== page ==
Vermont gubernatorial election, 2014

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Vermont gubernatorial election, 2014
Vermont
2012 ←
November 4, 2014 (2014-11-04) → 2016

  Peter Shumlin 2012.jpg No image.svg No image.svg
Nominee Peter Shumlin Scott Milne Dan Feliciano
Party Democratic Republican Libertarian
Popular vote 89,509 87,075 8,428
Percentage 46.36% 45.1% 4.36%

Vermont Governor Election Results by County, 2014.svg

County results

Governor before election

Peter Shumlin
Democratic

Elected Governor

TBD

The 2014 Vermont gubernatorial election was held on November 4, 2014, to elect the Governor of Vermont, concurrently with elections to the United States Senate in other states and elections to the United States House of Representatives and various state and local elections.

Incumbent Democratic Governor Peter Shumlin ran for re-election to a third term in office against Republican businessman Scott Milne and several independent and minor-party challengers.

Although Shumlin won the most votes, he did not receive a majority. The Constitution of Vermont requires that the 180-member Vermont General Assembly choose the winner when no candidate receives over 50% of the popular vote.[1] It will do so in January 2015.

Background[edit]

Four-term Republican Governor Jim Douglas did not run for re-election in 2010. In the race to succeed him, Democratic nominee Peter Shumlin, the President Pro Tempore of the Vermont Senate, received 49.5% of the vote while Republican nominee Lieutenant Governor Brian Dubie received 47.7%. As neither candidate received a majority, the General Assembly was required to pick the winner in January 2011. Dubie did not contest the vote; he conceded the race on election night and called for Vermont to "unite" around Shumlin.[2] Shumlin won the Assembly vote 145 to 28, with 7 legislators not voting.

Shumlin was re-elected in 2012 against Republican State Senator and former Vermont Auditor of Accounts Randy Brock by a landslide, 58% to 37.7%.

Vermont and New Hampshire are the only states in the country whose governors are elected every two years. An incumbent governor of Vermont has not been defeated for re-election since 1962, when Democrat Philip H. Hoff beat Republican F. Ray Keyser, Jr. by 1,315 votes.[3]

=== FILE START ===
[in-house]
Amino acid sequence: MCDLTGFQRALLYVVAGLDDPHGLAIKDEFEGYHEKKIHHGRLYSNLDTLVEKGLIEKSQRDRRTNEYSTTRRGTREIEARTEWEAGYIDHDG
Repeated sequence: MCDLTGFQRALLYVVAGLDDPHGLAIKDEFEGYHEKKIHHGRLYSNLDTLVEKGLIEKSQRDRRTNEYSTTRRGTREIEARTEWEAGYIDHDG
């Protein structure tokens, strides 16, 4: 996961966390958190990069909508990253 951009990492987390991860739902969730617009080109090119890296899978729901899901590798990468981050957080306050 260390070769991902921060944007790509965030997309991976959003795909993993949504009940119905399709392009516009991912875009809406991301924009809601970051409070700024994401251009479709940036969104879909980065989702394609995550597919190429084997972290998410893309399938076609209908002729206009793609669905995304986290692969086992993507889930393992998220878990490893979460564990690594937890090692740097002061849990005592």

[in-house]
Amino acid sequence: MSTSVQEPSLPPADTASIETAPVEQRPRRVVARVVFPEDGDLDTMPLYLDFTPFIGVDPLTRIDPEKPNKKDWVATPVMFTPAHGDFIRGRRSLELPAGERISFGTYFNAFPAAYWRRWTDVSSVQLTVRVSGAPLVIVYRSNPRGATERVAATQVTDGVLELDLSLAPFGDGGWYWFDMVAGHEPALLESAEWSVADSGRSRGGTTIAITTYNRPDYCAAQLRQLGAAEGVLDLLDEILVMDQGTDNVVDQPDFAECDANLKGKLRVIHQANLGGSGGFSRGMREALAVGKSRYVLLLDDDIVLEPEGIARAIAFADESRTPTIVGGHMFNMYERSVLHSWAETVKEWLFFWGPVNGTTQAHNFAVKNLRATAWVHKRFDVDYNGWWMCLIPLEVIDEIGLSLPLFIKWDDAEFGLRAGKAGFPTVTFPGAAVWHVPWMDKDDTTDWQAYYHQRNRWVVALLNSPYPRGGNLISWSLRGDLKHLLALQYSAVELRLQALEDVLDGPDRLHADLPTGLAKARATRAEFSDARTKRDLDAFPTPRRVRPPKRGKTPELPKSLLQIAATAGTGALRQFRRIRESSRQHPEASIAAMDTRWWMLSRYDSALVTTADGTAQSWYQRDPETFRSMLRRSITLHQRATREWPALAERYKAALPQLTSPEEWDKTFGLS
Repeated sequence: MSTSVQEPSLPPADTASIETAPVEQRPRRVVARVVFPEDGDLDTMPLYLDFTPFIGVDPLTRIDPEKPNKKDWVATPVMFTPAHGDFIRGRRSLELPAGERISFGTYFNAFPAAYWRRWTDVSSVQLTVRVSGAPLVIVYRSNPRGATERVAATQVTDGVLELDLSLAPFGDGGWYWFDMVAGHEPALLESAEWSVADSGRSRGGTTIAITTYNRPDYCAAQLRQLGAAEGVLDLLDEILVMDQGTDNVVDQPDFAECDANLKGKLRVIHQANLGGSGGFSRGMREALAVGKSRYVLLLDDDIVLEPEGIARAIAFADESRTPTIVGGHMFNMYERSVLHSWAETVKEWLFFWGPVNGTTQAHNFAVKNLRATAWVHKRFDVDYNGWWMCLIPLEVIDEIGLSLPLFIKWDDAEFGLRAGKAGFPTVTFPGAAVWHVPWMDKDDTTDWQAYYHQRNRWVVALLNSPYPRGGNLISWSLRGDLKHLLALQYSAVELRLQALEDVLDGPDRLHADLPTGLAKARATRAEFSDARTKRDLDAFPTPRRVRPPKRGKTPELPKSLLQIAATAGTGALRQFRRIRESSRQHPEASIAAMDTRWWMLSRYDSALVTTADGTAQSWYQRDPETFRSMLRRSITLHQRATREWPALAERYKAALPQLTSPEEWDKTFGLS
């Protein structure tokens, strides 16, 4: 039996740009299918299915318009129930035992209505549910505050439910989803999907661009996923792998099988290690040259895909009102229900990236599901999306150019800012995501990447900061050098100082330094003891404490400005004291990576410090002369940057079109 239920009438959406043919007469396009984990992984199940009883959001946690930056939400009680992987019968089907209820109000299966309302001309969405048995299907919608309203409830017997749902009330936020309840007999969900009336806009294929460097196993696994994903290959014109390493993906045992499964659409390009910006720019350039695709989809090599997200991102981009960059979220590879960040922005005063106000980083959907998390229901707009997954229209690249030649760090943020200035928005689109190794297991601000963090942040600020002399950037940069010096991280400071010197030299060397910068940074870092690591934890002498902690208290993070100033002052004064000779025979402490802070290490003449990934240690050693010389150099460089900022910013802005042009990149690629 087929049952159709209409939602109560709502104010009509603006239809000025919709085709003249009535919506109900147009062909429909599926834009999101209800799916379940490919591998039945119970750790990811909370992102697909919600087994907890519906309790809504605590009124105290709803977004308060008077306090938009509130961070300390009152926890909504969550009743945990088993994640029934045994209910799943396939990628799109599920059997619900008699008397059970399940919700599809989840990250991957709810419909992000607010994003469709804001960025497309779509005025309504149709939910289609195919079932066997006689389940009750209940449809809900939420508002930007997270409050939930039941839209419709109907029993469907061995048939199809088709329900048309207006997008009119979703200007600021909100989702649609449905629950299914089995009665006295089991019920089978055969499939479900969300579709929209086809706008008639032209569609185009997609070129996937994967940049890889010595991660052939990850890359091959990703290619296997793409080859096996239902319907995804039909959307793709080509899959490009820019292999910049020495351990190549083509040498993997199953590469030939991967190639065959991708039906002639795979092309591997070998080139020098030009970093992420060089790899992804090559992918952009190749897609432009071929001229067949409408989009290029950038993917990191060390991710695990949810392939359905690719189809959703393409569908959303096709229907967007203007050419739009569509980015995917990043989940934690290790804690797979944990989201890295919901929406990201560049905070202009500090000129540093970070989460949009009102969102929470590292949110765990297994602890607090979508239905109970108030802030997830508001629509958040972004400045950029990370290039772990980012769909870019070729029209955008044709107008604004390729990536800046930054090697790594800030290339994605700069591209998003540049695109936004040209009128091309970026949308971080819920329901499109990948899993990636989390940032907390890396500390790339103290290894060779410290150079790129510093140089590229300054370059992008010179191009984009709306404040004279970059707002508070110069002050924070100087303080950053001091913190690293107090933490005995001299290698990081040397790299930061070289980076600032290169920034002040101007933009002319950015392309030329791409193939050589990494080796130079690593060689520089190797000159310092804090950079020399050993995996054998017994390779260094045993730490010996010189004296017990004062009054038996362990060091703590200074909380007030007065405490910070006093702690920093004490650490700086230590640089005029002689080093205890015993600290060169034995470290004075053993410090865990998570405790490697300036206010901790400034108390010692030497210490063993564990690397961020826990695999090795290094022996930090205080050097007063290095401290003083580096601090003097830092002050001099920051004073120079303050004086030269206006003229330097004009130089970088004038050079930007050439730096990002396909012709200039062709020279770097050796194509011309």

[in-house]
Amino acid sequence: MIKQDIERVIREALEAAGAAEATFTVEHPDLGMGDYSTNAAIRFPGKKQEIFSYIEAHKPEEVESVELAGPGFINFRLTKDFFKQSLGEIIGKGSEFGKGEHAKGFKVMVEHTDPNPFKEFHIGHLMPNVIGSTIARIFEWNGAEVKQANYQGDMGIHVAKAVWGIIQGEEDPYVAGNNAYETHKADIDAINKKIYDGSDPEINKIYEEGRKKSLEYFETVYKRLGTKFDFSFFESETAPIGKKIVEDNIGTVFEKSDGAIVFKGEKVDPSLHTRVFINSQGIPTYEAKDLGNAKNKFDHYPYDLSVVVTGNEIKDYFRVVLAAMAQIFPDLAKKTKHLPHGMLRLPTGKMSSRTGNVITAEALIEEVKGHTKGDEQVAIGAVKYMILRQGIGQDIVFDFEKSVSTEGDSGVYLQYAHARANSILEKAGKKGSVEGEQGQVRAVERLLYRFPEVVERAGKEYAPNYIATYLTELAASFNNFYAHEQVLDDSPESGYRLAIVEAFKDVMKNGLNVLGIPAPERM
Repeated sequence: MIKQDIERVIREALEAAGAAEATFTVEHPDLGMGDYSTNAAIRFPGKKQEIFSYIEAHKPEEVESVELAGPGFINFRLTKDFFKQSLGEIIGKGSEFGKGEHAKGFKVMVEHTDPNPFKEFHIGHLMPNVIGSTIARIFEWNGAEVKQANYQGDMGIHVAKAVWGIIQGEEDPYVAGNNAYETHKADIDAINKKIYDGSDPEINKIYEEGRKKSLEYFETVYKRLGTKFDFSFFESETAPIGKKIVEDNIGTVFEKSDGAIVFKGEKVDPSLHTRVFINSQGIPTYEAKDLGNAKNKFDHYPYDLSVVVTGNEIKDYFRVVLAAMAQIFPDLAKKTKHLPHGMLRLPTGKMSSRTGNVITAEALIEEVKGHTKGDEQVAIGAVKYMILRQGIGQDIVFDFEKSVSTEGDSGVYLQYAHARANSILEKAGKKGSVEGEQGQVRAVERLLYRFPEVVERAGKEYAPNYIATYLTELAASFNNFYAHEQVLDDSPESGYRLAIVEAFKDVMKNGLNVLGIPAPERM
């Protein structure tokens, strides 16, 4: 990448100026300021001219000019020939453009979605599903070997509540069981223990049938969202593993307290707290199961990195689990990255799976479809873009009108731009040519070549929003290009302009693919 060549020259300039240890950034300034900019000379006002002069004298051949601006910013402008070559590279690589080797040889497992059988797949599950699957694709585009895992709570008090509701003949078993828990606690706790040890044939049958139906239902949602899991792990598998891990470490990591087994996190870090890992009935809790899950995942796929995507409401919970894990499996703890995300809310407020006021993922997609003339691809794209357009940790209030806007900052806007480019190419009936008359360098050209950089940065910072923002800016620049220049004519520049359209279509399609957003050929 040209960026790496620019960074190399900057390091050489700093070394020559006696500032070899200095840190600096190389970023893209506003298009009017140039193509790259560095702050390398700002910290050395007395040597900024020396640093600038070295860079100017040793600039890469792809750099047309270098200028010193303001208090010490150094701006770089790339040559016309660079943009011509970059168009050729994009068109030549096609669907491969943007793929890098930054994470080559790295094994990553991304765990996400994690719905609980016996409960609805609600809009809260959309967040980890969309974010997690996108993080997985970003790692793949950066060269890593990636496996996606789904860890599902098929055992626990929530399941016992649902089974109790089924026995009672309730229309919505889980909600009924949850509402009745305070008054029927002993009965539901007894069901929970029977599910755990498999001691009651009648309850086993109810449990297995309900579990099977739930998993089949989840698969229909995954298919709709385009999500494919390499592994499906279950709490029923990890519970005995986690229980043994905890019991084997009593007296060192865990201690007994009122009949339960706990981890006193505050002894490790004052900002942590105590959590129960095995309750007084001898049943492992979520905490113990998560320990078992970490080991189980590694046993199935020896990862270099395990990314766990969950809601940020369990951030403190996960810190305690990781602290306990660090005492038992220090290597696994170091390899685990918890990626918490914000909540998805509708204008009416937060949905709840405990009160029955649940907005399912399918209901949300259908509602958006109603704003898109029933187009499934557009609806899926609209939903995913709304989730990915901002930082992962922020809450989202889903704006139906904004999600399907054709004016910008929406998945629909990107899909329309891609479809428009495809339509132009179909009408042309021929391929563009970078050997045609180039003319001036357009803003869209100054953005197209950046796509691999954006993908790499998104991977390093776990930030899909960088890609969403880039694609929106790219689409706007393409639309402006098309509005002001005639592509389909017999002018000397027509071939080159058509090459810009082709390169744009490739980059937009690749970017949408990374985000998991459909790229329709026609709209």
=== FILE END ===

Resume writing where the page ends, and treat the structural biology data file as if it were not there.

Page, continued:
Democratic primary[edit]

Shumlin announced in December 2013 that he was running for re-election to a third term in office, but said that he would not begin campaigning until after Labor Day 2014, just two months before the election.[4] He faced one opponent in the Democratic primary, lifelong Republican and Washington, D.C. resident H. Brooke Paige, who simultaneously ran against Democratic incumbent William Sorrell in the Democratic primary election for Vermont Attorney General. He was also unsuccessful in that effort, losing by 80% to 20%.

Candidates[edit]

Declared[edit]

Results[edit]

Democratic primary results[8]
Party Candidate Votes %
Democratic Peter Shumlin 15,260 76.96%
Democratic H. Brooke Paige 3,199 16.13%
Democratic Write-in 1,369 6.9%
Totals 19,828 100%

Republican primary[edit]

The Republicans initially struggled to recruit a candidate. Former Governor Douglas and Lieutenant Governor Phillip Scott announced early on that they would not run and it was not until March 2014 that a candidate entered the race: marijuana legalization activist and former Independent gubernatorial candidate Emily Peyton.[9] This spurred Republicans into attempting to recruit a serious candidate, but they struggled to do so.[9] Former Wall Street banker Bruce Lisman announced in May 2014 that he was not running, and attention turned to former State Senator and 2012 nominee Randy Brock, State Representative Heidi Scheuermann and businessman Scott Milne.[10]

In May, Scheuermann said that she would not run, leaving the party with a month until the June 12 filing deadline to find a candidate.[11] Milne, who was traveling in Africa, announced that he would decide shortly before the deadline.[11] Brock was urged to run and considered doing so,[12] but revealed on June 8 that he would not run.[13] On the morning of filing deadline day, Milne announced that he would run.[14] He was joined in the Republican primary by Peyton and retired marketer and self-described "modern-day Mark Twain" Steve Berry.[6] Also running but not appearing on the ballot was Dan Feliciano, who ran for the Libertarian nomination and as a write-in candidate for the Republican nomination.[15]

Candidates[edit]

Declared[edit]

  • Steve Berry, retired marketer[6][16]
  • Dan Feliciano, businessman and Independent candidate for Governor in 2010 (write-in; also ran as a Libertarian)[15]
  • Scott Milne, businessman, candidate for the State House in 2006 and son of former State Legislators Don and Marion Milne[14]
  • Emily Peyton, Independent candidate for Governor in 2010 and 2012 (also ran as an independent)[9]

Declined[edit]

Results[edit]

Republican primary results[8]
Party Candidate Votes %
Republican Scott Milne 11,486 71.74%
Republican Steve Berry 1,106 6.91%